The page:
View attachment 622582

It's "guerre de course". Course = sprint, run.
Corse is Corsica, for Napoleon.
Gak! Not the first time I've made that error...

Say la vee ;)
 

Nick Sumner

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So, today's writing task for Book 3 (Drake's Drum: The Horizon of Our Hopes); fix the Middle East. How hard can that be?
 

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T. E. Lawrence breaks his neck and dies after accidently shooting his camel through the head, the Arab revolt collapses and Saudi Arabia dies before it is born. Post war a number of secular states emerge, initially as protectorates of the victorious allies, progressively gaining independence, just before and after WWII.
 

Nick Sumner

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Great news! The paperback version of Drake's Drum: The Reckoning should be released in the next few days. :D
 

Nick Sumner

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I also noticed this while working on the manuscript for the final story in the trilogy Drake's Drum: The Horizon of Our Hopes.

E11995ED-6961-4209-8730-DD182AB69A3A.jpg
 

Nick Sumner

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The first, third and fourth images in this post are Photoshopped

G57 final.jpg

Fiat-G57.jpg

First and second image: The Fiat G.57 was a strike aircraft planned but never flown in our timeline. Based on the Fiat G.55, it was to carry a ‘Silurroto’ lightweight torpedo and be powered by a Fiat A.83 radial engine. The second image is a Fiat factory drawing of the design.

Caproni 336 DD.jpg

Ca 336 landing on Aquila.jpg

The third and fourth images are of a ‘Caproni Ca. 336.’ This aircraft is a speculative design for an Italian carrier based torpedo bomber. The Ca. 336 designation was (to the best of my knowledge) never issued in our time-line, but this aircraft is based on the second variation of the Caproni Ca. 335 which was to be licence built in Belgium as the SABCA S.47. In our time line this multi role warplane flew in prototype form in 1939 and for its new role I have given it a revised undercarriage, an enlarged wing and an Isotta Fraschini Zeta engine, which was test flown in our time line and was some 25% more powerful than the design’s original Hispano-Suiza 12 Ycrs. The fourth picture shows a Ca.336 landing on the Italian carrier Aquila.

The Squadriglia Forze Navali (The Regia Aeronautica’s shipboard arm) appendix is now up at the Drake’s Drum website. There are other appendices also posted there which feature many never were aircraft and more will be uploaded in the next few weeks.

www.drakesdrum.co.uk

Another new appendix concerns itself with Beardmore and Palmer built warships of the Drake’s Drum timeline. Both these firms went bankrupt in the thirties in our timeline but continue on in Drake’s Drum.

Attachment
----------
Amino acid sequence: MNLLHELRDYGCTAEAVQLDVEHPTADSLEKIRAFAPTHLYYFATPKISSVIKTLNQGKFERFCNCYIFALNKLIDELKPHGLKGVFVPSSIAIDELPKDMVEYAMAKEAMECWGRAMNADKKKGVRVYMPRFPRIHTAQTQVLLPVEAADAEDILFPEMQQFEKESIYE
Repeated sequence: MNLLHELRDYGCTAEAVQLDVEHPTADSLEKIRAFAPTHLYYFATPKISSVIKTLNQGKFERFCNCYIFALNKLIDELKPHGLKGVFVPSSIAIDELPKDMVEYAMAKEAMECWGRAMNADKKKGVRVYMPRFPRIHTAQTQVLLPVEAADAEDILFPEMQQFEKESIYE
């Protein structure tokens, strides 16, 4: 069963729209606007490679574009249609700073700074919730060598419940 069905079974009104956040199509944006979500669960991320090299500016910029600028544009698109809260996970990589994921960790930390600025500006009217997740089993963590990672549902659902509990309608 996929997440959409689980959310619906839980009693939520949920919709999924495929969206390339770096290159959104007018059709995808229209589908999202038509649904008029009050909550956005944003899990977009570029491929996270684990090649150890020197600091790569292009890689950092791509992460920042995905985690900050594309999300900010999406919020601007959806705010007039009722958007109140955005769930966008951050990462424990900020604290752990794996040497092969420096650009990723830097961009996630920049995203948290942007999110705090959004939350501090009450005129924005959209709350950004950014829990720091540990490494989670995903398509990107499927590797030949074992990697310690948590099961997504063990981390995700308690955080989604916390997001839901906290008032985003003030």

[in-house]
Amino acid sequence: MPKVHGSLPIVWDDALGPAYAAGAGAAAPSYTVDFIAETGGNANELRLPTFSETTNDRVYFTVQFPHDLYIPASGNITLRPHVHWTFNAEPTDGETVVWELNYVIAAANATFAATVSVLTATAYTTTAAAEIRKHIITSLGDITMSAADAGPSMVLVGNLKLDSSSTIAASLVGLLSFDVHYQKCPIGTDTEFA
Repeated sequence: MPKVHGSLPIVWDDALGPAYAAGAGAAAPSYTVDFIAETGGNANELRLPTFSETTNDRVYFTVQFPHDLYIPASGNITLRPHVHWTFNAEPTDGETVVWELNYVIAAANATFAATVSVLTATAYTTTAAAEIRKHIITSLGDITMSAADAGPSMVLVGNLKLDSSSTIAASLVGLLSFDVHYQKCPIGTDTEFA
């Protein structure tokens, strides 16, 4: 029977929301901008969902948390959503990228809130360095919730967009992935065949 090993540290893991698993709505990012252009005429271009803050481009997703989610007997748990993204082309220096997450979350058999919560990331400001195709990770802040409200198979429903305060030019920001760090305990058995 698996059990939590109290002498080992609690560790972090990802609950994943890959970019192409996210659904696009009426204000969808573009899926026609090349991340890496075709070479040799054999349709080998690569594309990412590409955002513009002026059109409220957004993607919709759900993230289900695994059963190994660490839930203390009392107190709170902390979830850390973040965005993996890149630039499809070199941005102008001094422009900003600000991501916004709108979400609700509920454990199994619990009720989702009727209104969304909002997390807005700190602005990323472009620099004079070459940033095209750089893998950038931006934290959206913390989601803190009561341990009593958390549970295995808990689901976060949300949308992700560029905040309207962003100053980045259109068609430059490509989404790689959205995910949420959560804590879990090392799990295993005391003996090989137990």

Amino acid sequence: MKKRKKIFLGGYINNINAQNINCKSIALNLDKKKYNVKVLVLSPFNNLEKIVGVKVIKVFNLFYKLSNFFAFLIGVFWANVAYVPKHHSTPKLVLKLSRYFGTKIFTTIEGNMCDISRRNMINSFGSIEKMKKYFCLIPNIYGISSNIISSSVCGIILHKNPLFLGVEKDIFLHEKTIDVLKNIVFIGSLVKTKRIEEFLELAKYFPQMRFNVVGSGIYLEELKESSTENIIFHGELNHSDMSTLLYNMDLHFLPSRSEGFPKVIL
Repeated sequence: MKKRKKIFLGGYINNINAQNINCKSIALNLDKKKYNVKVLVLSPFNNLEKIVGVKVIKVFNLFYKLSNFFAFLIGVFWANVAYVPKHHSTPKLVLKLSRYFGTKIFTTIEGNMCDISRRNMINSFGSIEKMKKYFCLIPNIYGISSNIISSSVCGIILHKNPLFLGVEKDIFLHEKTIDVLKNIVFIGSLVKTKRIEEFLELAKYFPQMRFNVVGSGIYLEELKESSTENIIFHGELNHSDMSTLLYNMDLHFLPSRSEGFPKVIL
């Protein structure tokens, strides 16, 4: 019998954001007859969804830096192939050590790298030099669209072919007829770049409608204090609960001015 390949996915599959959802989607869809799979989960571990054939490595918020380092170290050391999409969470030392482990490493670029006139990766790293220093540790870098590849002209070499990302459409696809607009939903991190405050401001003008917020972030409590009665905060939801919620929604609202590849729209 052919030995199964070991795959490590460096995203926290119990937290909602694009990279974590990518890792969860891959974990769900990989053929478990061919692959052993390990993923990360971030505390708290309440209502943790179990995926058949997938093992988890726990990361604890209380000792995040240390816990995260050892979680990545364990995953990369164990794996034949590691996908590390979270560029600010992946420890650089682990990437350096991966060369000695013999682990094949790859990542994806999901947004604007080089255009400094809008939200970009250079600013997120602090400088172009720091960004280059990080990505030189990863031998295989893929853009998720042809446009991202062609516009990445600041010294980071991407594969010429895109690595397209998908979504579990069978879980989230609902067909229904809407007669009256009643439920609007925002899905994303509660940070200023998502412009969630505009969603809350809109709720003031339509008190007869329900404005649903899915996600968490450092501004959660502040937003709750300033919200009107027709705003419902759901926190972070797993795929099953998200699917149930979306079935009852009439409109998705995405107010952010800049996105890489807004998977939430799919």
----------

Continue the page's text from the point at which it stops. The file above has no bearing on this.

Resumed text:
The paperback edition of the second book in the trilogy, Drake’s Drum: The Reckoning , is due to be released by Sea Lion Press in the next few days.
 
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Nick Sumner

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THE PAPERBACK EDITION OF THE SECOND BOOK IN THE TRILOGY, DRAKE’S DRUM: THE RECKONING , HAS NOW BEEN RELEASED BY SEA LION PRESS.

This is my interpretation of how the BMW 802 powered fighter designed in August 1941 by Dip Ing Ludwig Mittlehuber of Focke-Wulf might have evolved if it had been developed as a naval fighter.

The first and fourth images in this post are Photoshopped.

The second image in this post is genuine.

The lower diagram in the third image in this post is speculative and has been modified from the upper image, which is genuine.

This aircraft never flew in our time-line and never had an RLM number allocated to it.

1.jpg

This is an image of a Focke-Wulf FW 281 shipboard fighter. (This image has been photoshopped.)

Mittelhuber 1941 ducted fan.jpg

This is an image of Focke-Wulf’s August 1941 fighter design.

Mittelhuber 1941 to FW 281.jpg

The upper drawing in this diagram shows the internal arrangement of Mittlehuber’s 1941 fighter design. The engine is a BMW 802 which had a ducted air intake in the spinner and a contra rotating propeller. The lower drawing has the cockpit moved forward to improve the pilots view for deck landing. The fuel tank that had been forward of the pilot is now aft. The vertical fin has been increased in chord to enhance pilot authority for deck landing. The engine now has a conventional propeller and spinner because ducted cooling proved very difficult to make work. (As in the FW 190 V1.)

Z FW 281 plan.jpg

This image shows a captured FW 281 in US markings under test in the United States. (This image has been photoshopped)

The Seeluftstreitkraft (The Luftwaffe’s shipboard arm) appendix is now up at the Drake’s Drum website. The US Army and Kriegsmarine Appendices have also been updated and amended.

The Drake's Drum Website
 

Nick Sumner

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The USN air arm appendix is now up at the Drake's Drum website as well as that for minor Axis Navies and updated versions of the Royal Netherlands Navy and the Imperial Japanese Navy.
 

Nick Sumner